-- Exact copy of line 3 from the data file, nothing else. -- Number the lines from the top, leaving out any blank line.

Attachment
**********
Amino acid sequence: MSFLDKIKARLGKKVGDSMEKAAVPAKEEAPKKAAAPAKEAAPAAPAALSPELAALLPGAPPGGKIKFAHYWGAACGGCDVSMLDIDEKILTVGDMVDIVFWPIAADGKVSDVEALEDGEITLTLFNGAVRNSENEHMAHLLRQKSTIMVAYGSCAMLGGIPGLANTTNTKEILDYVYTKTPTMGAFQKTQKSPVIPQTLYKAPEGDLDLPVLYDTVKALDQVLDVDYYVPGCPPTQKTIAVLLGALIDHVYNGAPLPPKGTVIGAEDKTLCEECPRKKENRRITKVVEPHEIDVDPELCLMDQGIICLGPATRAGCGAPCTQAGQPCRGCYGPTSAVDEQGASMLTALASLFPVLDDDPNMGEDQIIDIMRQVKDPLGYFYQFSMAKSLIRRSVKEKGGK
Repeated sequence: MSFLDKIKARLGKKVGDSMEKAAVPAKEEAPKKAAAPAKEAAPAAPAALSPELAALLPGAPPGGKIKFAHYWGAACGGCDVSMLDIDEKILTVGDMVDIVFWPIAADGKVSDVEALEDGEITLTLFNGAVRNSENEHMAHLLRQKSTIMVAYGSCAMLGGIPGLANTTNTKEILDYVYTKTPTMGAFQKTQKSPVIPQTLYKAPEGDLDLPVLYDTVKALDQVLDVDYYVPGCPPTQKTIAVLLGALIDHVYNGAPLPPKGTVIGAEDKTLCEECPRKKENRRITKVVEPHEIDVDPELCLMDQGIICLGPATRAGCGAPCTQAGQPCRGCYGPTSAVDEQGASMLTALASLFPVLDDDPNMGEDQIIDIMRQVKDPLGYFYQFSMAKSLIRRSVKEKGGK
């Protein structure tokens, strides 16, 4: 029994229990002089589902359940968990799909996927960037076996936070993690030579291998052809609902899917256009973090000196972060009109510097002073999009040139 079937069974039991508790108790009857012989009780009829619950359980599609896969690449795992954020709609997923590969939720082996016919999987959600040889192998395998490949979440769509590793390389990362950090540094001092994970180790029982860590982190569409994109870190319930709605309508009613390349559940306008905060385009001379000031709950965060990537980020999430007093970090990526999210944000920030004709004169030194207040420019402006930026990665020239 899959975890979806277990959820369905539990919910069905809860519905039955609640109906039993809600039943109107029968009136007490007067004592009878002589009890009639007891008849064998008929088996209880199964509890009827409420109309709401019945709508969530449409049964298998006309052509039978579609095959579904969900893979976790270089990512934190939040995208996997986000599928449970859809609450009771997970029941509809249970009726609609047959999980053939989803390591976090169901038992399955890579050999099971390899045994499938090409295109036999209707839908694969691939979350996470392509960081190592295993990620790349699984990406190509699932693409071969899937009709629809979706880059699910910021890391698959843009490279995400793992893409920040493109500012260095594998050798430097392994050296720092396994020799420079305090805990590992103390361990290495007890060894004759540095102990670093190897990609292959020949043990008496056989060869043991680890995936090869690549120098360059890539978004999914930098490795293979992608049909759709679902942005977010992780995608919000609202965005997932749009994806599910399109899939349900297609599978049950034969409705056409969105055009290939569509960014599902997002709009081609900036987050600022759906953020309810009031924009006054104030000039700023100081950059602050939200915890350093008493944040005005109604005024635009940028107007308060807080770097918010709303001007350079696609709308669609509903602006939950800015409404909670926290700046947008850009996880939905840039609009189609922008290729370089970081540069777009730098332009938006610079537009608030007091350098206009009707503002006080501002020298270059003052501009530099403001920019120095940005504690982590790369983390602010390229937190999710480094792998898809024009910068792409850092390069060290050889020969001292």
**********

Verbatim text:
């Protein structure tokens, strides 16, 4: 029994229990002089589902359940968990799909996927960037076996936070993690030579291998052809609902899917256009973090000196972060009109510097002073999009040139 079937069974039991508790108790009857012989009780009829619950359980599609896969690449795992954020709609997923590969939720082996016919999987959600040889192998395998490949979440769509590793390389990362950090540094001092994970180790029982860590982190569409994109870190319930709605309508009613390349559940306008905060385009001379000031709950965060990537980020999430007093970090990526999210944000920030004709004169030194207040420019402006930026990665020239 899959975890979806277990959820369905539990919910069905809860519905039955609640109906039993809600039943109107029968009136007490007067004592009878002589009890009639007891008849064998008929088996209880199964509890009827409420109309709401019945709508969530449409049964298998006309052509039978579609095959579904969900893979976790270089990512934190939040995208996997986000599928449970859809609450009771997970029941509809249970009726609609047959999980053939989803390591976090169901038992399955890579050999099971390899045994499938090409295109036999209707839908694969691939979350996470392509960081190592295993990620790349699984990406190509699932693409071969899937009709629809979706880059699910910021890391698959843009490279995400793992893409920040493109500012260095594998050798430097392994050296720092396994020799420079305090805990590992103390361990290495007890060894004759540095102990670093190897990609292959020949043990008496056989060869043991680890995936090869690549120098360059890539978004999914930098490795293979992608049909759709679902942005977010992780995608919000609202965005997932749009994806599910399109899939349900297609599978049950034969409705056409969105055009290939569509960014599902997002709009081609900036987050600022759906953020309810009031924009006054104030000039700023100081950059602050939200915890350093008493944040005005109604005024635009940028107007308060807080770097918010709303001007350079696609709308669609509903602006939950800015409404909670926290700046947008850009996880939905840039609009189609922008290729370089970081540069777009730098332009938006610079537009608030007091350098206009009707503002006080501002020298270059003052501009530099403001920019120095940005504690982590790369983390602010390229937190999710480094792998898809024009910068792409850092390069060290050889020969001292």